In order to make sure your small business gets discovered online by potential customers, it’s important you understand how to do keyword research.
If you’re not sure about keywords, keyword research or how to use a free keyword research tool, don’t worry!
In this tutorial, we are going to show you how any business of any size can engage in either free or paid keyword research through four easy methods.
Keyword research ultimately helps you identify the right keywords you should be using and adding in your digital marketing activities and throughout your website.
Read more: How to use Google trends.
What are Keywords?
Why are Keywords Important?
Keywords are important ranking factors for your website, business, and brand.
Basically, when potential customers type in a keyword associated with your business, products or services, your business will show up on search engines such as Google.
How To Do Keyword Research?
In this keyword research tutorial for beginners, we’re going to show you four easy methods for local businesses to start engaging in keyword research.
In other words, how you can research what types of keywords you should be using for your website and business online?
Keyword research essentially plays an important role in the online growth of your business.
With that said, let’s go ahead and dive into keyword research!
1. Getting Started With Keyword Research
During this how-to-do keyword research tutorial, we’re going to focus on four different keyword research tools to help you with keyword research.
Before we get started, it’s important to note that two of these methods are completely free and the other two are paid methods!
We will identify which are completely free keyword research tools and which are not when discussing each method.
2. Google Search (Keyword Research Method Number 1)
The first free keyword research tool and method that you can use to engage in keyword research is to leverage Google search.
To do this:
- Head over to Google in your browser.
- Type in a keyword in the Google search bar that you think your potential customers are typing into Google to find your business, products, or services.
For the purpose of this tutorial on how to do keyword research, we’re going to use a roofing company that’s based in Sydney as an example throughout this tutorial.
As you can see, the relevant keyword we added is ‘Roof repair Sydney’ (see screengrab).
Once you’ve typed in a keyword:
- Navigate down to ‘Ads’ .
Multiple different ads will appear based on the keyword that you searched for.
- Take a look at each title and description of these ads, and simply identify any keywords that are similar to the keyword that you just typed into the Google search bar.
- Add any relevant keyword search terms for your business down on a ‘Target keyword list’.
- Make sure you do this with every ‘Ad’ on Google to find more similar and relevant keywords.
This list should have about 10-20 relevant keywords.
For example, if we navigate down here the first ad that appears for us is ‘Tiled roof repair’ (see screengrab).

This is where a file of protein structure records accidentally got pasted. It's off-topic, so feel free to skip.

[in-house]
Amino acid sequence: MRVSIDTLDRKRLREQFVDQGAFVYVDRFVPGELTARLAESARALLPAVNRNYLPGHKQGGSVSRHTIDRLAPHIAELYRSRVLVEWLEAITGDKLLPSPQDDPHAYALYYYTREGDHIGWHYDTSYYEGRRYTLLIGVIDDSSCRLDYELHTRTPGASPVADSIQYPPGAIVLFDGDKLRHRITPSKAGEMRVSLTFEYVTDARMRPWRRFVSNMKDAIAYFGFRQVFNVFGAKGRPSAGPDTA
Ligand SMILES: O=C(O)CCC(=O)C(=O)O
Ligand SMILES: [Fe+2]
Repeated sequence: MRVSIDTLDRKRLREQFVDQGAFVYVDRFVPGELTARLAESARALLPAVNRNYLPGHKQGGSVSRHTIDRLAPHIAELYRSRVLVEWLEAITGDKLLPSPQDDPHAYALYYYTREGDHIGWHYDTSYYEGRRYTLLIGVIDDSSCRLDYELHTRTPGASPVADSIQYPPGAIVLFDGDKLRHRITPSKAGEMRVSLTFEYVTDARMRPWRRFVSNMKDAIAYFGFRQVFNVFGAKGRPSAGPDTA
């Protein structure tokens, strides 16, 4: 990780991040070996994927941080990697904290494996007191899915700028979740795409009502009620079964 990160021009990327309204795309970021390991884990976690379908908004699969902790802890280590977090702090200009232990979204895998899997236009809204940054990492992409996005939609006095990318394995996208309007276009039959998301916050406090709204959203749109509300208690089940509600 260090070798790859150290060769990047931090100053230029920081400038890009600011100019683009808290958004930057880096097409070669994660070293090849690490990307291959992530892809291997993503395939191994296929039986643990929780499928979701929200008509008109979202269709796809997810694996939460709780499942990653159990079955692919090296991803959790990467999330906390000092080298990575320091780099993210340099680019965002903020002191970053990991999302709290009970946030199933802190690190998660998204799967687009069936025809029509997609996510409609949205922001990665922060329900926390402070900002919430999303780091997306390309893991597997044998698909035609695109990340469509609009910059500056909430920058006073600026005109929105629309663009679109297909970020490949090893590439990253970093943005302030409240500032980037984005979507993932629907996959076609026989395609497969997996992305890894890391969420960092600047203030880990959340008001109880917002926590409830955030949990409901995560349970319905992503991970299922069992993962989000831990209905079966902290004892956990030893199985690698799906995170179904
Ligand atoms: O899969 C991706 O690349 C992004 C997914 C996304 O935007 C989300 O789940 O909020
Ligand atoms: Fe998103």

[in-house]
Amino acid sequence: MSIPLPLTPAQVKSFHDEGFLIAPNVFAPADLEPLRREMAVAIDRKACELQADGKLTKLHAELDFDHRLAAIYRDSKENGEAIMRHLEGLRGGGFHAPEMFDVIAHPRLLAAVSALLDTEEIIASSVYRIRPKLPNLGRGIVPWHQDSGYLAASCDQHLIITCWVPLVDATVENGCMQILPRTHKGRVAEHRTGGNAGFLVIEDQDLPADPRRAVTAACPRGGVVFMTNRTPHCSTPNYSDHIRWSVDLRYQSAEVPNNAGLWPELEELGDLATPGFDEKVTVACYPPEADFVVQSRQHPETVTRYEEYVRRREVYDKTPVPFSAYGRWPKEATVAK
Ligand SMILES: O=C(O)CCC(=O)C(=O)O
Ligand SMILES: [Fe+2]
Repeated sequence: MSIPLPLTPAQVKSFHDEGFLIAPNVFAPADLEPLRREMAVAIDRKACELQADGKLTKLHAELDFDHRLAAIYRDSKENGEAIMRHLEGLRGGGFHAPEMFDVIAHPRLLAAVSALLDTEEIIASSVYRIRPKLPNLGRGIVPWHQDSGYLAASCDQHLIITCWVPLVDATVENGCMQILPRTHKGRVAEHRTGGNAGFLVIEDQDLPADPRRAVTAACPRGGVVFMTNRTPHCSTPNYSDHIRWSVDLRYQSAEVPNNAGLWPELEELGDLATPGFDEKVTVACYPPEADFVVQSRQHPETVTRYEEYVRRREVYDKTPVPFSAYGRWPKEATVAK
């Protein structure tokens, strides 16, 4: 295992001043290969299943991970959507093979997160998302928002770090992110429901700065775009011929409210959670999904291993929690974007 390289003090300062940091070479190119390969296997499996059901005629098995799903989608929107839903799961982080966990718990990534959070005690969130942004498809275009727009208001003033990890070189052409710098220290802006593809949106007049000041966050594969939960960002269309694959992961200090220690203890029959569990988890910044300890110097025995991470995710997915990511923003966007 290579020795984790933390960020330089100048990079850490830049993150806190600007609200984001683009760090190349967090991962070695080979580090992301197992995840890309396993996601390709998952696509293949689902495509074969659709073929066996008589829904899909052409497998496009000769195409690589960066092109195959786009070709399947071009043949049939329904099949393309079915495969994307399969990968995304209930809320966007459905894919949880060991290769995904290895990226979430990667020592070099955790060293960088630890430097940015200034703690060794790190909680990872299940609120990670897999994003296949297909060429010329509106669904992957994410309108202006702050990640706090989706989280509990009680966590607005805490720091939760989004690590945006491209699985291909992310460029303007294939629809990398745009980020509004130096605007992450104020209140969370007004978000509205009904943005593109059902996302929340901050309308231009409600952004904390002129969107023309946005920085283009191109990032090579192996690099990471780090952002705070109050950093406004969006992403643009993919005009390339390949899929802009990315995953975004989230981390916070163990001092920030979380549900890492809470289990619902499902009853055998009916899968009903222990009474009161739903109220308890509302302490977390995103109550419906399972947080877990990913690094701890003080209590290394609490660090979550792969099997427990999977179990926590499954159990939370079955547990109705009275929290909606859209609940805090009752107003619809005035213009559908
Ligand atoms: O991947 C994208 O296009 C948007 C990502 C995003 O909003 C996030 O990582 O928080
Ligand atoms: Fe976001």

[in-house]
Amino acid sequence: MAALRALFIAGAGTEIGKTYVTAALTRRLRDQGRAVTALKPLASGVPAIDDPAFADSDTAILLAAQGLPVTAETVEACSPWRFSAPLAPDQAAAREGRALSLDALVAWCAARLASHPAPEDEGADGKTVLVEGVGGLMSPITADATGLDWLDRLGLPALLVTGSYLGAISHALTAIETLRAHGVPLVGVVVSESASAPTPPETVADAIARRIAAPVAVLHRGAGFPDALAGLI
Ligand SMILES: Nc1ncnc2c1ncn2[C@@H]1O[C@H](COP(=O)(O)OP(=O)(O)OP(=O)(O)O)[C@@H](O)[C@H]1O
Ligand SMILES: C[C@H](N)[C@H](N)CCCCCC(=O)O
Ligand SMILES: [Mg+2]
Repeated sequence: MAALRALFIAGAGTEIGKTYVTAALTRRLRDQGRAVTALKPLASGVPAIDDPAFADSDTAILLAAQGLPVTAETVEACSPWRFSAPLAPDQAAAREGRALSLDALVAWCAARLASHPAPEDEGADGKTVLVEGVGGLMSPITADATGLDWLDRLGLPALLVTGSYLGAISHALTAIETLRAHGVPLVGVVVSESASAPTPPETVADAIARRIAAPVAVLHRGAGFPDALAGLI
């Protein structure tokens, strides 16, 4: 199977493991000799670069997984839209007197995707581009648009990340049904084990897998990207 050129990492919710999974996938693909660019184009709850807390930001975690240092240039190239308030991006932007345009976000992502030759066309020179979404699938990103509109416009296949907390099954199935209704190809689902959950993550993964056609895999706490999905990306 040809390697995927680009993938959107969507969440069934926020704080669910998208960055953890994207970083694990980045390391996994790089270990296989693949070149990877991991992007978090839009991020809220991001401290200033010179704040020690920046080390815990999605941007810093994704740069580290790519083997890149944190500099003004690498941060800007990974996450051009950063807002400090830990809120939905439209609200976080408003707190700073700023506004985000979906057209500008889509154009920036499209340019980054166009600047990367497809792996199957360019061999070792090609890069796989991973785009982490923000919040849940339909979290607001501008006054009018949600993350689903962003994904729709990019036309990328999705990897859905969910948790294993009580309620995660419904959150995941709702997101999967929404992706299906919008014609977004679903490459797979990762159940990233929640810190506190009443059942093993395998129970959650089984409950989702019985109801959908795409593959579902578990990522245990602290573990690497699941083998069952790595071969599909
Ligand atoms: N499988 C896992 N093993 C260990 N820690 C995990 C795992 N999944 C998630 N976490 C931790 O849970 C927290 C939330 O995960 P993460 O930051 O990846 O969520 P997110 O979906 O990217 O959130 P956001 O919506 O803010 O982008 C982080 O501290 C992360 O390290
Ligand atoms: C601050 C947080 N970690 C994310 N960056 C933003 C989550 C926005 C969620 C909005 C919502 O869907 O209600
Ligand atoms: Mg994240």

This title is relevant to our business and brand, so we would simply add this to our target keyword list.
We recommend adding these to a Google document, spreadsheet, other note-recording tools, or even just on a piece of paper.
Basically, you want to make sure you identify and write down the keywords that are similar to the keyword that you entered into Google Search.
For us, we’re also going to add ‘House roof repair’ and ‘Roofing supplies’ (see screengrab).
After you’ve added in any keywords from the ads section of your Google search:
- Scroll down past the map listings to find general website results.
- Again identify the keywords in both the title description of these results.
You can read our blog on How to add your local business to Google maps.
In this example, you can see this title has ‘Roof repairs’, ‘Roof repair’, ‘Sydney’ and ‘Roof leak repair Sydney’ that we haven’t added to our target keyword list yet.
Therefore, we’re going to add ‘Roof leak repair Sydney’, ‘Roof repair services’, ‘Sydney roof maintenance’, and ‘New roof’ from the titles and descriptions of these results (see screengrab).
Make sure you take the time to navigate your way through the first page of Google search and identify keywords that are in both the title and the description of websites that are ranking high in Google search.
Again, you want to make sure you are adding 10-20 keywords that you want to target to get you started.
Once you’ve done this with the original keyword that you searched:
- Head back up to your search bar and type in another keyword that you want to do some research on.
- Follow the same simple process.
Essentially, leveraging Google search is one of the best free ways you can easily find keywords that your competitors are ranking for that you also want to use in your online marketing activities (such as adding those keywords in your Google Ad campaigns).
By doing this, you’re able to then use those keywords to rank your website higher in search engines like Google search when a potential customer types in those keywords!
Let’s move on to the second method of how to do keyword research.
Read more: How to connect Google Domain to Google Sites
3. Keywords Everywhere Extension (Keyword Research Method Number 2)
To get started with this method:
- Head over to your Chrome or Firefox browser.
- Type in keywordseverywhere.com in the search bar.
That’s going to take you here (see screengrab).
- Select ‘Install for Chrome’ or ‘Install for Firefox’ (depending on the browser that you usually use).